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Use of Pain Relievers Linked to Lower Estrogen Levels

That may in turn lead to a lower risk of breast or ovarian cancer

WEDNESDAY, March 24 (HealthDay News) -- More frequent use of analgesics is associated with lower estrogen levels in postmenopausal women, which may reduce the risk of breast or ovarian cancer, according to a study published online March 23 in Cancer Epidemiology, Biomarkers & Prevention.

Margaret A. Gates, from Brigham and Women's Hospital and Harvard Medical School in Boston, and colleagues analyzed data on self-reported analgesic use (aspirin, non-aspirin nonsteroidal anti-inflammatory drugs [NSAID], and acetaminophen) and estrogen and androgen levels in 740 postmenopausal women in 1988 to 1990.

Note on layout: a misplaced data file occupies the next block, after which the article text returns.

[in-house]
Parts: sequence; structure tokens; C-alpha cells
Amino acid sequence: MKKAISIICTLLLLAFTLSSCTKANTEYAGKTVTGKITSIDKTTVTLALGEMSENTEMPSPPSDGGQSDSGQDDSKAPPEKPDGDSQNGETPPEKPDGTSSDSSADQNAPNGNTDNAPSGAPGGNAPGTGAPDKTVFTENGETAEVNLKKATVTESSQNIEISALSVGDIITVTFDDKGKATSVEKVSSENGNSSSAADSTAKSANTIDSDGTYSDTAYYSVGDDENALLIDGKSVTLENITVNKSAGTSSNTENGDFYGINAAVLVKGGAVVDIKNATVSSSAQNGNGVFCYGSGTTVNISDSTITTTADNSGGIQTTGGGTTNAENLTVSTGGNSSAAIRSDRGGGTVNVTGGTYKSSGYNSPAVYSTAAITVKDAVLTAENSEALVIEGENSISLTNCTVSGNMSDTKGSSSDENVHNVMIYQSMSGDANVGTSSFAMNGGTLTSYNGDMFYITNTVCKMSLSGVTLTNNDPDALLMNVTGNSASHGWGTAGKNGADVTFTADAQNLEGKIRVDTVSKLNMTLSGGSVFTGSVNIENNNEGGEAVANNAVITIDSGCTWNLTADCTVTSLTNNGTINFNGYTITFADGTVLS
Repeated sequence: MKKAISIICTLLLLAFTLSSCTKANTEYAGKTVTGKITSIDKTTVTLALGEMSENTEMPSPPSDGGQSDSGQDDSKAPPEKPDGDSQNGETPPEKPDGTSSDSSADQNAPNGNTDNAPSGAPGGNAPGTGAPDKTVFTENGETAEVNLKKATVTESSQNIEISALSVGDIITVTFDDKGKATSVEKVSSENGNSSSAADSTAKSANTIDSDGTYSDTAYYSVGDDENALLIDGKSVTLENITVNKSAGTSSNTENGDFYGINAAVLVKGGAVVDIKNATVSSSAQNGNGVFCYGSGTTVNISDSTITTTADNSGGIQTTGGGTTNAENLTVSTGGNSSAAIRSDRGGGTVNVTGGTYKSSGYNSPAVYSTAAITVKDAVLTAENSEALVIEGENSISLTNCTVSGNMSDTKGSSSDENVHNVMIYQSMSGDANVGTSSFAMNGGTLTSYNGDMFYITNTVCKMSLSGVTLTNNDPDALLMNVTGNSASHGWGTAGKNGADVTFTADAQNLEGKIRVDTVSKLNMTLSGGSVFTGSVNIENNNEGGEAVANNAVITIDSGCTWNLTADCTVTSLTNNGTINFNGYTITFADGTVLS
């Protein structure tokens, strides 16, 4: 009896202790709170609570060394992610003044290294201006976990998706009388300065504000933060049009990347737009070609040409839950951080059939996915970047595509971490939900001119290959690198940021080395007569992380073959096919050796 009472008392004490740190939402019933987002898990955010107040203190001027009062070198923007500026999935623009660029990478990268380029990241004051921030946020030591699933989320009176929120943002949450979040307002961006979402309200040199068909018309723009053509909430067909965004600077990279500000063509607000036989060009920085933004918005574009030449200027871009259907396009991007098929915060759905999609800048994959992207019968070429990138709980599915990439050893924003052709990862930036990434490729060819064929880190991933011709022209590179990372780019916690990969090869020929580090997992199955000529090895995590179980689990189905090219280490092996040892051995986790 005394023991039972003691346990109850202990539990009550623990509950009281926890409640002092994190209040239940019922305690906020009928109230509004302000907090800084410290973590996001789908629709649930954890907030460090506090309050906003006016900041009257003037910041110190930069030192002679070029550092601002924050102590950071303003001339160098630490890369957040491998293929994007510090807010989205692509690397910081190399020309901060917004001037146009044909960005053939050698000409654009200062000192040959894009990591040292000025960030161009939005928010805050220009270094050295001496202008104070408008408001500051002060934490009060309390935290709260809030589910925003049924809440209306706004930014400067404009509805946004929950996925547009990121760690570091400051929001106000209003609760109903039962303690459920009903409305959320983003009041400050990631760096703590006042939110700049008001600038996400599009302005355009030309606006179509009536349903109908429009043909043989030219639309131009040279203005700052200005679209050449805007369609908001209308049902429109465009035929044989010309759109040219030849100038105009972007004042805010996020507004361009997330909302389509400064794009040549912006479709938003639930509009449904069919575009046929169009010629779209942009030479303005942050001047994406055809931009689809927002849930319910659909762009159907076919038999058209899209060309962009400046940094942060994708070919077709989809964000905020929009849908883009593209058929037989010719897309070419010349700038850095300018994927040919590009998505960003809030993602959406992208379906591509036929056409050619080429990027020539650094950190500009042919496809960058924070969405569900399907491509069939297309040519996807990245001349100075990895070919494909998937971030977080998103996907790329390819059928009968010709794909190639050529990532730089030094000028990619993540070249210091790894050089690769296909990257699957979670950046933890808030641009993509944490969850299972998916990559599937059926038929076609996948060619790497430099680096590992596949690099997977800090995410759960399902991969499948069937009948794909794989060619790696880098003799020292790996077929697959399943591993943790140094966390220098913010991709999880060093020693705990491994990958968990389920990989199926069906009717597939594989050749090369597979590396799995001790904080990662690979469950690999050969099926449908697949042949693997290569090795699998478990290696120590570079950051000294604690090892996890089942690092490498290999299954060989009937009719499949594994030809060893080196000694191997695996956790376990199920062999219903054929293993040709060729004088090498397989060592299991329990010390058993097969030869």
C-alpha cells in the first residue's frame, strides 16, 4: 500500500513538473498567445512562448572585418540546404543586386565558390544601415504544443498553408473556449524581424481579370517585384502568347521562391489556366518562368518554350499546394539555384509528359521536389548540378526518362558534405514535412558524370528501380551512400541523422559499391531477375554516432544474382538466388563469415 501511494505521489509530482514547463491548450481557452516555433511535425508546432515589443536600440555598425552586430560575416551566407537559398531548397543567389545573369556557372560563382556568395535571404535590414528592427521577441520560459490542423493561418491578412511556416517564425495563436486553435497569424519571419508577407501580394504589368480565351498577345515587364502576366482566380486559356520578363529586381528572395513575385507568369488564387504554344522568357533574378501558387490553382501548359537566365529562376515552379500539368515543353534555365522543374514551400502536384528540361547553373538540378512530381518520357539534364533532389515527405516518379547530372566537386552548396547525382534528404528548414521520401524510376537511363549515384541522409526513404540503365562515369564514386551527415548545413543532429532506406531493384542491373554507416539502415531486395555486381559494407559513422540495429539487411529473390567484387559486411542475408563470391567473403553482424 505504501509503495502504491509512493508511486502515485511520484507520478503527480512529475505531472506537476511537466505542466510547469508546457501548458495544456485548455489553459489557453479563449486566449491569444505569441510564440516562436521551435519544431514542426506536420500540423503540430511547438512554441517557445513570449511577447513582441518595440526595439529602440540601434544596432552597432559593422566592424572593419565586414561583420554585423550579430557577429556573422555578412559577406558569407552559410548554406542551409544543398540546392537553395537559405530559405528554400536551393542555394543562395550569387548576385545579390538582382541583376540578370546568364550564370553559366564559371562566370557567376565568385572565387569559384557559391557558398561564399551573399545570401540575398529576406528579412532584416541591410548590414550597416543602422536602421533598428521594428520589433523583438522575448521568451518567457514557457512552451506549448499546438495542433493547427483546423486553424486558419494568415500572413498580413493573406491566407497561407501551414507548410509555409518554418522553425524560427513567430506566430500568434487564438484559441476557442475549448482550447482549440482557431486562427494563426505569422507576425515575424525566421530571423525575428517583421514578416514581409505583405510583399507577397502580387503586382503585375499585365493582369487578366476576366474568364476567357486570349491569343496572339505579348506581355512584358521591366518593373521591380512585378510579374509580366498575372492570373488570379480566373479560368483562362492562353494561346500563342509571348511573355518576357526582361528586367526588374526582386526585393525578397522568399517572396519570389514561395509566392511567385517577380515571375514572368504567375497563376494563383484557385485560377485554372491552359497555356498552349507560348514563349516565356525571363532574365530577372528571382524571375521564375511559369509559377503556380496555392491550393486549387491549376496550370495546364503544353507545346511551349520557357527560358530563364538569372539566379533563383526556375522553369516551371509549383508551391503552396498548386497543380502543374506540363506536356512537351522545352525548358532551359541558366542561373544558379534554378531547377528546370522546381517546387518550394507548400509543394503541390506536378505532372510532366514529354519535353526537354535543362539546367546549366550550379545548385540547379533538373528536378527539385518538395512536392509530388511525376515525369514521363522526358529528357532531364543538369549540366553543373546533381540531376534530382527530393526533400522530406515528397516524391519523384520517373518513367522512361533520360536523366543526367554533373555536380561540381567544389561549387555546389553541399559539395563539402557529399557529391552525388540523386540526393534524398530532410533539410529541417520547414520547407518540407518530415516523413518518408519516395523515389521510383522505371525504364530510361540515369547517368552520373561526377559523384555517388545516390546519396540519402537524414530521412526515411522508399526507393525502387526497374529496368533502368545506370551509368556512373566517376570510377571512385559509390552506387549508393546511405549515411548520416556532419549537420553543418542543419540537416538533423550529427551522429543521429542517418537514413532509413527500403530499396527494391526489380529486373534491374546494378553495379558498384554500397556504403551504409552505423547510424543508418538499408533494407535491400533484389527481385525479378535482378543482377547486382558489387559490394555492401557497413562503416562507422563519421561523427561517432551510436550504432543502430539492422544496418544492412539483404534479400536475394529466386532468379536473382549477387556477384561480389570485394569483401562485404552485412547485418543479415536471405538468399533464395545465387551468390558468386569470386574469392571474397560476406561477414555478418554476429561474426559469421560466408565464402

The researchers found that women who reported greater aspirin use had significantly lower levels of estrone and estrone sulfate. Women who used aspirin and non-aspirin NSAIDs at least 15 days a month had significantly lower levels of estradiol. More frequent use of all analgesics was associated with significantly lower levels of estradiol, free estradiol, and estrone sulfate, as well as a significantly lower ratio of estradiol to testosterone.

"Our results provide modest support for an inverse association between analgesic use and estrogen concentrations in postmenopausal women," Gates and colleagues conclude. "Additional research is needed to confirm this association and to determine whether the decrease in estrogen concentrations due to analgesic use translates to a lower risk of breast or ovarian cancer."

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